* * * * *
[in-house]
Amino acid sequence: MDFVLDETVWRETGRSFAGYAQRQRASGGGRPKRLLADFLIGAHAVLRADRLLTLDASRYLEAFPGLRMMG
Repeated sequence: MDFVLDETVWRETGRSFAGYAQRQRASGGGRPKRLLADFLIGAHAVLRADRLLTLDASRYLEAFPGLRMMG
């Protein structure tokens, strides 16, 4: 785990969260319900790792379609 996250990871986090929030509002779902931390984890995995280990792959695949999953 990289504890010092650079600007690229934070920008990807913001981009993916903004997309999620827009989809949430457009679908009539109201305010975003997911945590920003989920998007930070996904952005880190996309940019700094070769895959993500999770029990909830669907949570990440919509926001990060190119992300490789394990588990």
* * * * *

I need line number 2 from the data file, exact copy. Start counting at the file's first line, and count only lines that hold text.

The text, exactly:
Amino acid sequence: MDFVLDETVWRETGRSFAGYAQRQRASGGGRPKRLLADFLIGAHAVLRADRLLTLDASRYLEAFPGLRMMG